REGIONAL- “The town of Tower was instrumental in my recovery,” said Jason Goulet. “They helped. It wasn’t just me.”It was 30 years ago in August that an errant hit …
REGIONAL- “The town of Tower was instrumental in my recovery,” said Jason Goulet. “They helped. It wasn’t just me.”
It was 30 years ago in August that an errant hit during a high school football scrimmage left Jason Goulet with a broken neck and a prognosis that he would never walk again.
Jason reflects back on his injury and recovery in a short film made for this year’s Easter Seals Film Challenge.
“It’s always been a father-son story,” said Jason. “The dynamic is so powerful.”
On Aug. 25, 1990, 17-year old Jason was the quarterback on the Golden Eagles football team coached by his father, Tom Goulet. During a scrimmage against a neighboring school, Jason took a hit, immediately hit the ground, and realized he couldn’t feel his legs. His father was on the field in an instant. Jason was taken by ambulance to a hospital in Duluth. His father, who was also the Tower-Soudan High School principal, would not coach the football team again.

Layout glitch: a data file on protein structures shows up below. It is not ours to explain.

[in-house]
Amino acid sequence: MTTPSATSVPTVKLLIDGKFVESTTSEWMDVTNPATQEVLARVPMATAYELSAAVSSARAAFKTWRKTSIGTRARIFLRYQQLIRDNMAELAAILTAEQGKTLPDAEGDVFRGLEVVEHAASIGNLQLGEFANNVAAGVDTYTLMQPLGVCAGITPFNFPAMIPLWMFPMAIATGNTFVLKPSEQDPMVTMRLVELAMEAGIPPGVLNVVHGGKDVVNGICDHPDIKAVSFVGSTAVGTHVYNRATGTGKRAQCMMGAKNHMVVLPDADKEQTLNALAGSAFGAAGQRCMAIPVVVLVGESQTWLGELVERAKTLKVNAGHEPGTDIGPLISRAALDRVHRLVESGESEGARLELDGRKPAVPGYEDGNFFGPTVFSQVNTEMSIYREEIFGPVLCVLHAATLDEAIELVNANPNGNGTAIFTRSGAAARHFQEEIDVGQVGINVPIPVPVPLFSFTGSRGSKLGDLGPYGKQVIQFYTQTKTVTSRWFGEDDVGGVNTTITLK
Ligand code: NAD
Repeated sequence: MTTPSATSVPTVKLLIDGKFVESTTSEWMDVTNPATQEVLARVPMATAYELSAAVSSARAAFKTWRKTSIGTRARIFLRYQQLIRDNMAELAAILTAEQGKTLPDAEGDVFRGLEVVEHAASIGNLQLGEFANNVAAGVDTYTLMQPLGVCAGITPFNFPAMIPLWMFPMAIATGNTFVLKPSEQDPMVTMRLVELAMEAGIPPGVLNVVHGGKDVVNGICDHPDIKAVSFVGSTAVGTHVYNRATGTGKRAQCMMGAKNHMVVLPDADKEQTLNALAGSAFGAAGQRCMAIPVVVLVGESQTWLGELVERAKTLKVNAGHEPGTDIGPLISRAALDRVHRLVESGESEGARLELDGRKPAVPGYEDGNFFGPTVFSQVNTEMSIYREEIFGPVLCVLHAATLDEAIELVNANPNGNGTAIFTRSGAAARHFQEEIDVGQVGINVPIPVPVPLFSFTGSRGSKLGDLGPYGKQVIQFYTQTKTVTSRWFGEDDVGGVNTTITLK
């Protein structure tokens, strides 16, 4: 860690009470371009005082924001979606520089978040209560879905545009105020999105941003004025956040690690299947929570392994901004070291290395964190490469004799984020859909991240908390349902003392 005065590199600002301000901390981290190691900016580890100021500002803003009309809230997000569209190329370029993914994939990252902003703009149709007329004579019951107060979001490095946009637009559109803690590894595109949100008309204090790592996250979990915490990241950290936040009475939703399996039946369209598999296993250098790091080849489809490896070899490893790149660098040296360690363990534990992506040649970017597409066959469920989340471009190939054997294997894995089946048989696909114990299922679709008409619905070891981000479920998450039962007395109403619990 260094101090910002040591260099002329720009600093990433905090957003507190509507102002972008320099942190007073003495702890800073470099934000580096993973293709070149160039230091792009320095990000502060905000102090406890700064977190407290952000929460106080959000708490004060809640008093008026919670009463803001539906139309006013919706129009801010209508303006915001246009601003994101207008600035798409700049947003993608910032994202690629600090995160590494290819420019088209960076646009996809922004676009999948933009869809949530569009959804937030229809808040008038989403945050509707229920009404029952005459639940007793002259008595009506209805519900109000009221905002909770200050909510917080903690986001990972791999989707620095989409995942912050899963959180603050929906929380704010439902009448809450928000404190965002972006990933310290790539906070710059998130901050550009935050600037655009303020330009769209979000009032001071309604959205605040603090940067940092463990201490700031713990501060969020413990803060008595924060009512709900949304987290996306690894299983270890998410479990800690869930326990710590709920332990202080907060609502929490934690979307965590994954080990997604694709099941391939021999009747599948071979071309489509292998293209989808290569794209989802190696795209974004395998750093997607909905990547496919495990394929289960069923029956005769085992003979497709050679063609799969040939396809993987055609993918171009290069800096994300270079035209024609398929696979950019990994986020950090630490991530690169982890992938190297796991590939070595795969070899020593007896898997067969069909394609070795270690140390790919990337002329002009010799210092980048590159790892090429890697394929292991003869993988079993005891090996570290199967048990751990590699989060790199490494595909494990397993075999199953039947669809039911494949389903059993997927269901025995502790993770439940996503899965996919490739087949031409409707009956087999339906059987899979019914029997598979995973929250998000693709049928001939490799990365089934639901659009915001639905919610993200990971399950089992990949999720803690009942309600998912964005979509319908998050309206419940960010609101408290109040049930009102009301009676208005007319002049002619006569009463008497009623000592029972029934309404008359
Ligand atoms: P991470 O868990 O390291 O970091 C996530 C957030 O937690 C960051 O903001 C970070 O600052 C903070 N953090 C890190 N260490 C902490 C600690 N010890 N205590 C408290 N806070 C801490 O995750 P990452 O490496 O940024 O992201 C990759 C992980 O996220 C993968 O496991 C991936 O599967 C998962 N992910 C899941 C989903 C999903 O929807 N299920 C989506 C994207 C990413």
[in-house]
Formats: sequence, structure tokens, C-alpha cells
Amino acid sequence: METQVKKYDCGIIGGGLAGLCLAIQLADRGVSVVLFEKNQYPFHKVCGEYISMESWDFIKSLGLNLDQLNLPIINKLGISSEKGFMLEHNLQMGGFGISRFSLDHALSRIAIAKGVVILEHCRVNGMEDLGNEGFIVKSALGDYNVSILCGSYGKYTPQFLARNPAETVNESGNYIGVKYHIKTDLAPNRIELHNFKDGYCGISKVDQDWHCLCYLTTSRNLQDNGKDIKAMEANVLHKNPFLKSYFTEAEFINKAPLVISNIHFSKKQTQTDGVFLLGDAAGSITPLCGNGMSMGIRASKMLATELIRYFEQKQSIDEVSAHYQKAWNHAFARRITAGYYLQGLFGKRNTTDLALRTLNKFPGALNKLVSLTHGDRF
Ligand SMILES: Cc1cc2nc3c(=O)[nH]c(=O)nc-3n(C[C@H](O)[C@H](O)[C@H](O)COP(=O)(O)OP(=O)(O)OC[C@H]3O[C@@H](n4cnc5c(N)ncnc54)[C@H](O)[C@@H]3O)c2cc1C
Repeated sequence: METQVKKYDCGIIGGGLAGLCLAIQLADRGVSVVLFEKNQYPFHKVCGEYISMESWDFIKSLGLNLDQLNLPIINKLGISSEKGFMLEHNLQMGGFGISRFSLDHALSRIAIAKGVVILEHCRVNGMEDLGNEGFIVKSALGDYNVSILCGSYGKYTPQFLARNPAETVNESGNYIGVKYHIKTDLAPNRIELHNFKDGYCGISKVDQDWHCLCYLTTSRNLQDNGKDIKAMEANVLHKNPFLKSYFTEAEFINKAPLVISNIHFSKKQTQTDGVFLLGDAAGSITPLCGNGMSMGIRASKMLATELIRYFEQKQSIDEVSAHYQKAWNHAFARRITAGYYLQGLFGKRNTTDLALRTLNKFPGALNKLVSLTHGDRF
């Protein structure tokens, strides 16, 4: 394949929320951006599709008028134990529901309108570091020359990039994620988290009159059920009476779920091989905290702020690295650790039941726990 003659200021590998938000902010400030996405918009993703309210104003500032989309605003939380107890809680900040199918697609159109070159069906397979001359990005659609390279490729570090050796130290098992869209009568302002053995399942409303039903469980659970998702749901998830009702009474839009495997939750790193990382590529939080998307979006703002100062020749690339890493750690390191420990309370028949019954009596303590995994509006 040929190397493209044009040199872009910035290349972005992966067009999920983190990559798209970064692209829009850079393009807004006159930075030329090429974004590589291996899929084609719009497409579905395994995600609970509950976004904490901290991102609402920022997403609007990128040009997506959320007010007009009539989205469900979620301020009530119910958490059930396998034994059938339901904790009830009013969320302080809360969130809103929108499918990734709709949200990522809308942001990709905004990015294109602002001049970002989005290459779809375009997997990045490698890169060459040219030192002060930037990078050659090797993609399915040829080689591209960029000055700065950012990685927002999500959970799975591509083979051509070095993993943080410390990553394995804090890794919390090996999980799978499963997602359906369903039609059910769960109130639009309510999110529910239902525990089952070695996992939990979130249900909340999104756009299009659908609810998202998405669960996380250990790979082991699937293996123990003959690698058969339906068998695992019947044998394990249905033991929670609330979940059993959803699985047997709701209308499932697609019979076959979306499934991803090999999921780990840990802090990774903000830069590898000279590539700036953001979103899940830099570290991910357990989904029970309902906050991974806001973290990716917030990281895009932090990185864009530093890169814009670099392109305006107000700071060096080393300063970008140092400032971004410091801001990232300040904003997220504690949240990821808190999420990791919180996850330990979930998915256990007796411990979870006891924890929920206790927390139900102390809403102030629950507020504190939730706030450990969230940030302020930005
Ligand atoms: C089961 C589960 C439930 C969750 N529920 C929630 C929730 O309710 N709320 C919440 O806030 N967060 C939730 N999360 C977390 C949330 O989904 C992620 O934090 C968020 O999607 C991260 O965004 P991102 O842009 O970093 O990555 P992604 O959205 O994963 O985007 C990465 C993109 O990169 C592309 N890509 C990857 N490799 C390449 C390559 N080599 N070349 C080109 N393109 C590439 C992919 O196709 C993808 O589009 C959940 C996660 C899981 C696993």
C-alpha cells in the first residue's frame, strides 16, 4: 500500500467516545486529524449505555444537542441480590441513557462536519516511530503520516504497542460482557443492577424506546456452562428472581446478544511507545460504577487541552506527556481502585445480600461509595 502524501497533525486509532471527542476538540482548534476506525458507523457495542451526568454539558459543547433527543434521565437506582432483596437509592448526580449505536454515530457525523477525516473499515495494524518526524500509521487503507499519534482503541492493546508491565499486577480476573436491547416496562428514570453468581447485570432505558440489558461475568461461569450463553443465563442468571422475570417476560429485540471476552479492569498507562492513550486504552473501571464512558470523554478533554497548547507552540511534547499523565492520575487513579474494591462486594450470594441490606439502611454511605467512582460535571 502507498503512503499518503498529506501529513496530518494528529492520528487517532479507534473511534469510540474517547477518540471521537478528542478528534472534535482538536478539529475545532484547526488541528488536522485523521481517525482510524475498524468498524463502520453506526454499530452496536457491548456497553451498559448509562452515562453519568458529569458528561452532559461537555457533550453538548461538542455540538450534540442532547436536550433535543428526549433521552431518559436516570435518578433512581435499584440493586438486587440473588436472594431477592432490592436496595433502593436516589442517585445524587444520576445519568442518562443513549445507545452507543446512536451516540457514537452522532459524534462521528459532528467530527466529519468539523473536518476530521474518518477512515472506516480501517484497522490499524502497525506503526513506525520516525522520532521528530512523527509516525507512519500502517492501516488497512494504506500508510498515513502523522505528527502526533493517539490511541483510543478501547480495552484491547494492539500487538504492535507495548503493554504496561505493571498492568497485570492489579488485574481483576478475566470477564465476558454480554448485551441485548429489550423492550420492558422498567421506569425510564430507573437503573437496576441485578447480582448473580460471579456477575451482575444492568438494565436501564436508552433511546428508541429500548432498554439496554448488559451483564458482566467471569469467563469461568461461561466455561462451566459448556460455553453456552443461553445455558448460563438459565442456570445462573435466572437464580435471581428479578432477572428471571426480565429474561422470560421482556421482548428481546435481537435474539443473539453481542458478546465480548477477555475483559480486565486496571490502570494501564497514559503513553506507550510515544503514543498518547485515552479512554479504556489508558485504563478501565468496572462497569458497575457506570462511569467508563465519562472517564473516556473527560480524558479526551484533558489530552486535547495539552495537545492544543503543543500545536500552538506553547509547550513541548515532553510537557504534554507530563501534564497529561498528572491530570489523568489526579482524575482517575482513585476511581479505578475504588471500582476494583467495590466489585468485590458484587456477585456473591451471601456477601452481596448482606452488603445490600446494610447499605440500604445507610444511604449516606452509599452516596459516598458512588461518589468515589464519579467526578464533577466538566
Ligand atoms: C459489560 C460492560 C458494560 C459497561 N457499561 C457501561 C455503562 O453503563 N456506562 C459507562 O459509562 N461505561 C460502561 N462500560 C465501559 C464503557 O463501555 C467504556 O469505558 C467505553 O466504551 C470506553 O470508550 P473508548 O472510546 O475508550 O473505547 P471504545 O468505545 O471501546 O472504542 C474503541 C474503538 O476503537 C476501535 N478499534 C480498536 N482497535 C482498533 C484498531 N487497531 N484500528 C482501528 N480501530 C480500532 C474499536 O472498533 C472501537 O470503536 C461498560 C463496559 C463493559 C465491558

Jason was a student athlete, playing football, basketball, and baseball, and excelling in each. His life since he was a young child had revolved around sports.
“I felt like it was etched in my DNA,” he said.
Jason was told that the injury, broken vertebrae in his neck, meant he would never walk. But not one to take defeat easily, Jason took this as a challenge, and by Christmas he was taking his first steps.
The community also stepped up with fundraisers and long-term support for Jason and his family.